In 2015, Unfiltered magazine undertook a two-wheeled tour of Islay to experience the island in all its glory – cycling around all of its (then) eight distilleries in one day

Reading Time: 3 minutes

Islay is blessed in many ways. Not only does the island have an abundance of all the natural ingredients necessary to create great whisky, it also has the ideal rolling landscape, and scale, for an unforgettable day out on two wheels.

Cycling gives your senses free reign to soak up the essence of the island: not only its sights and sounds, but the distinctive smells associated with whisky in general and Islay in particular. This is as much a sensory as a physical journey, to be savoured as you would draw out the depths of your single cask, single malt.

To discover the distilleries and connect with the heart of the island, Unfiltered set out on the inaugural Tour de Islay, a 63-mile (101 km) route from Ardbeg to Bowmore.

To add to the occasion, we pulled on a special Fèis Ìle 2015 cycling jersey and stuffed a Tour de Islay brevet card in our back pockets, to be stamped at each distillery along the way.

Ready for the off - the team gathers outside Ardbeg distillery.

Ardbeg to Lagavulin and Laphroaig

With a thick mist and an island drizzle in the air, our Tour gets off to what could euphemistically be called an atmospheric early morning start at a deserted Ardbeg distillery. The only way to warm up is to get moving. Within three miles we have stamped our brevet cards three times, quickly adding Lagavulin and Laphroaig to the list – but the island tour has barely begun.

Getting our special Tour de Islay brevet card stamped.

Laphroaig to Caol Ila

From Laphroaig and neighbouring Port Ellen, we take the quieter High Road, with its wave-like undulations – a cyclist’s delight. From out of the mist, an isolated red phone box appears, and as we approach the turn off for the Glen Road there is a welcome break in the clouds. The Glen Road exposes us to the wild moorland at the heart of the island, and a gradual climb, before we sweep down onto the smoother tarmac heading to our next stop, Caol Ila.

The imposing, factory-like surroundings of Caol Ila are tucked away at the bottom of a steep descent which tests our brakes and our appetite for climbing when we have to return to the main road. The distillery might not be the most picturesque, but we can’t fault its location on the Sound of Islay. Brian tells us the distillery manager had to turn his desk around to face away from the view, otherwise he’d never get any work done.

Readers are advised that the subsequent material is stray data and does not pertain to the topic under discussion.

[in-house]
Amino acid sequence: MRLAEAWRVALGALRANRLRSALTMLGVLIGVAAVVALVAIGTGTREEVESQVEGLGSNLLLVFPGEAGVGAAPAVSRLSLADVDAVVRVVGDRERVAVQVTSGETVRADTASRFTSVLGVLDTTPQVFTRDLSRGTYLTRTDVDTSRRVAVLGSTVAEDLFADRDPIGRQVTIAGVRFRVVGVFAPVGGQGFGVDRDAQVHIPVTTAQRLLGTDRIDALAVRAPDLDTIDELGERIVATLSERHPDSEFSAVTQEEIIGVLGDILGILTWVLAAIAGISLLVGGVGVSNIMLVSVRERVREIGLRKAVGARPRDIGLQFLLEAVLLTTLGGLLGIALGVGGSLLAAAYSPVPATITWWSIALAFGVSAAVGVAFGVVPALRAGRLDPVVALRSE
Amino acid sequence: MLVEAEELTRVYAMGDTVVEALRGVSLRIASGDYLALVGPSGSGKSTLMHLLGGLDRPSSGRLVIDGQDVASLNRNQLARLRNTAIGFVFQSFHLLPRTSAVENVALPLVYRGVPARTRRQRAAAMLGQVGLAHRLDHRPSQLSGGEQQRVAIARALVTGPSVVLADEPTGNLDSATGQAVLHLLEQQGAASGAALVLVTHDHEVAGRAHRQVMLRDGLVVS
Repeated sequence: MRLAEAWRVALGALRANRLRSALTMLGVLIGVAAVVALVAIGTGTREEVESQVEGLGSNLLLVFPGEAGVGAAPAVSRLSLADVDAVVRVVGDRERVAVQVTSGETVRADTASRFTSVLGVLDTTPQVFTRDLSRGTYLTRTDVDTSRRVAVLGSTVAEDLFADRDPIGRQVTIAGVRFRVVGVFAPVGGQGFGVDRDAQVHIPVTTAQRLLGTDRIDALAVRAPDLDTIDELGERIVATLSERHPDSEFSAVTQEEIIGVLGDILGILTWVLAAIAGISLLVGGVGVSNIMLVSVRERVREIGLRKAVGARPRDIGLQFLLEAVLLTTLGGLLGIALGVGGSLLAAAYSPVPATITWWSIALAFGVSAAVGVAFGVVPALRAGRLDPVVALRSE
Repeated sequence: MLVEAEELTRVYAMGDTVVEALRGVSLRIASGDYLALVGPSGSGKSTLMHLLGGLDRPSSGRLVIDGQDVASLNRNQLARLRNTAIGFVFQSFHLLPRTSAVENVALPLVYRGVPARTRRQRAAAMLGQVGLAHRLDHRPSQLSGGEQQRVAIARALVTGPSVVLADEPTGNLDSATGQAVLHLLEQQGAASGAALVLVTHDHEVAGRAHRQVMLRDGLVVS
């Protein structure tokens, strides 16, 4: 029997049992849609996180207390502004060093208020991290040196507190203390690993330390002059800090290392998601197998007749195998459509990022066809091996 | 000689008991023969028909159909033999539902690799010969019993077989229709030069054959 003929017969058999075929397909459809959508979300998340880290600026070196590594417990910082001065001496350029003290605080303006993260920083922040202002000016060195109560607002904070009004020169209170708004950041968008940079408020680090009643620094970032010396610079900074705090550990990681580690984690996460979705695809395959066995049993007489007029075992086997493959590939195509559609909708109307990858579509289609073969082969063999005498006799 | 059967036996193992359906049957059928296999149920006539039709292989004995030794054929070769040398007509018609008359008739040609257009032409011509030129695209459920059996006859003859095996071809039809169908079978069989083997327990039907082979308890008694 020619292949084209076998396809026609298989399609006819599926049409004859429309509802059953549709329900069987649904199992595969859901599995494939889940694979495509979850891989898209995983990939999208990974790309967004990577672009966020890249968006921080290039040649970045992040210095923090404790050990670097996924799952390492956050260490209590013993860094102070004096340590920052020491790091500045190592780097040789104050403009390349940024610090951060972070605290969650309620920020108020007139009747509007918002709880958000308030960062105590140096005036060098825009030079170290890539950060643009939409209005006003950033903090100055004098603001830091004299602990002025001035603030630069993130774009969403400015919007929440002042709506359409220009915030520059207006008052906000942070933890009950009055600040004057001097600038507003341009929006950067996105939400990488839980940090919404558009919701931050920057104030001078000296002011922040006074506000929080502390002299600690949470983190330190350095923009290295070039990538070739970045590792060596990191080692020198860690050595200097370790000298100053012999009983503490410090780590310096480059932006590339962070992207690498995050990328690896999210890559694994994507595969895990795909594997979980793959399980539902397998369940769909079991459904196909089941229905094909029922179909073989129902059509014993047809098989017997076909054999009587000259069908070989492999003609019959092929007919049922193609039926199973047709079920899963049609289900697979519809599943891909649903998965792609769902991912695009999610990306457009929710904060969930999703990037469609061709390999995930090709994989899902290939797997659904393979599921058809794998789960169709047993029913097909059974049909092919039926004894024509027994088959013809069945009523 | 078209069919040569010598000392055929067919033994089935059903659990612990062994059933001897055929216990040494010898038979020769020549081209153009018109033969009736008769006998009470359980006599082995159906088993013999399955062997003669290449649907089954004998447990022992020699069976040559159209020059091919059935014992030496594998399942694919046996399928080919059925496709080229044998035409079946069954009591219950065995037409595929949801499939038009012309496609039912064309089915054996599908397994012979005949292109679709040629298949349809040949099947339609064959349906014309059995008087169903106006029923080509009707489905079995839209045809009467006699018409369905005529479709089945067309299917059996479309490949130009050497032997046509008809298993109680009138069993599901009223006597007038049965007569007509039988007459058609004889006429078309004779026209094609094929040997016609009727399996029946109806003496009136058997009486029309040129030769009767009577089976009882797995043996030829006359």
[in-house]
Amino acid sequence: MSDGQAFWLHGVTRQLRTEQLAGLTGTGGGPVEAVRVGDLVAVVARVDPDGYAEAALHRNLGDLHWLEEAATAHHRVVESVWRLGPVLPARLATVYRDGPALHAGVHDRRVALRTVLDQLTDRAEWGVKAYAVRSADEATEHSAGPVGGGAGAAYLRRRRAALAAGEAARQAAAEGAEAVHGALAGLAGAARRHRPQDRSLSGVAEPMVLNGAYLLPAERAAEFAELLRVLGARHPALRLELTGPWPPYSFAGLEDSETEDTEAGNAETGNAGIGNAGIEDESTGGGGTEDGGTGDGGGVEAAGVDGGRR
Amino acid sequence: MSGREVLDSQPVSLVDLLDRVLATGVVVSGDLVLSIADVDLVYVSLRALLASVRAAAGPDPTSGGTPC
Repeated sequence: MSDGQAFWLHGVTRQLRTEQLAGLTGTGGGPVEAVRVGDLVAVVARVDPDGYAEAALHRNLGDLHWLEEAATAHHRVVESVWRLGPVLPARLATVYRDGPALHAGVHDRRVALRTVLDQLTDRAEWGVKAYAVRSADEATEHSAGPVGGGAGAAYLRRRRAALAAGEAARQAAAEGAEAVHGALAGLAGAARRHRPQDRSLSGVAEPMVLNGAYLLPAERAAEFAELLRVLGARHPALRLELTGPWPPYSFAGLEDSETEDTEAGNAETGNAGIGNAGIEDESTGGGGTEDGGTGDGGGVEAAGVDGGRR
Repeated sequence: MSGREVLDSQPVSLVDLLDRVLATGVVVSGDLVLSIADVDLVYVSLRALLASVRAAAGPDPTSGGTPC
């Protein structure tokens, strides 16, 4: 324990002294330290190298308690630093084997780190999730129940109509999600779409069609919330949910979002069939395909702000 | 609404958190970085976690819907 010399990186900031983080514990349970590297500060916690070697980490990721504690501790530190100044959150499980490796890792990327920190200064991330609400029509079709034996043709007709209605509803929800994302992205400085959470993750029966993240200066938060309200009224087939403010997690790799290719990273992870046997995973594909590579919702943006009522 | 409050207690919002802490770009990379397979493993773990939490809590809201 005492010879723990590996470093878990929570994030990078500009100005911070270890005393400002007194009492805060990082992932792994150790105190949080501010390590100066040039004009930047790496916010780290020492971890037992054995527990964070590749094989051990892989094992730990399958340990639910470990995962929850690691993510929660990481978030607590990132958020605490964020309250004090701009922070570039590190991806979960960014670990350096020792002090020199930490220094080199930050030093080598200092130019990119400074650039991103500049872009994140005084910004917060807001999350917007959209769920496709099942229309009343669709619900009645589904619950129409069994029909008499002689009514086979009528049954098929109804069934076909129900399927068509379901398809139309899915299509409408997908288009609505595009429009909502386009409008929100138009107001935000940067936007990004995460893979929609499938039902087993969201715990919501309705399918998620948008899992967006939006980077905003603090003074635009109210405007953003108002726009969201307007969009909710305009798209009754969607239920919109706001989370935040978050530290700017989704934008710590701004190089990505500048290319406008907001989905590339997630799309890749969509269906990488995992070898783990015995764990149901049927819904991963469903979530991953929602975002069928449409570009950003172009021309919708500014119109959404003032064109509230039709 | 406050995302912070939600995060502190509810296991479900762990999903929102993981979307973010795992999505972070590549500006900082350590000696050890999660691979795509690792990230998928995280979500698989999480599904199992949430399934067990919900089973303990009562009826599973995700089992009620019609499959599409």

Exposed Islay countryside between Laphroaig and Caol Ila distilleries.

Caol Ila to Bunnahabhain

We climb out of Caol Ila and roll along the sweeping single-track road towards Bunnahabhain, the most northerly of the distilleries and considered by many to be the most untypical of Islay. The smell of malt hits us as we drop down to the shoreline and take a seat on casks piled high on the shoreline.

A tricky wee climb to get back up the road out of Bunnahabhain distillery.

Caol Ila to Bunnahabhain

We climb out of Caol Ila and roll along the sweeping single-track road towards Bunnahabhain, the most northerly of the distilleries and considered by many to be the most untypical of Islay. The smell of malt hits us as we drop down to the shoreline and take a seat on casks piled high on the shoreline.

Studying the brevet card outside Caol Ila distillery.

Bunnahabhain to Kilchoman

We’re half way through our tour and in need of sustenance, so we stop off at Labels café in Ballygrant to refuel on hearty homemade soup and sandwiches. After all the stopping and starting, it’s time to get a move on, so we form a neat peloton heading down towards Bridgend and then along Loch Indaal.

Before Bruichladdich, we turn right for a four-mile slog into the wind to reach Rockside Farm, home of Kilchoman. The island’s only in-land distillery is a welcome sight, not so much for the structure, but for the knowledge we can turn around and pedal back towards Bruichladdich with the wind behind us.

Not a bad spot to stop and catch your breath.

Kilchoman to Bruichladdich

The distinctive aqua colours of Bruichladdich’s casks which spell out the distillery’s name are a welcome sight, as we sweep through the gates to get our brevet cards stamped again. We’re also almost there – seven down, one to go.

Time for a quick look around the still room at Bruichladdich.

Bruichladdich to Bowmore

We’ve saved the best spell for last, with a strong wind propelling us along the coast of Loch Indaal towards our finishing point at Bowmore. It’s time for quiet reflection as we gaze across the white sands to the grey-blue waters lapping on the shore. The Tour is complete, and the memories are already being stored. As we celebrate with a well-deserved dram, we make a toast to Islay – and to returning to do it all again next year.


Check out the Strava route from our Tour de Islay in May 2015 here. Hope to see you back on Islay in 2021!

Tour de Islay: The Homecoming video

Unfiltered also put together a fantastic video of the Society’s Fèis Ìle bottling returning to the island in 2015, along with the Tour de Islay. Check it out below: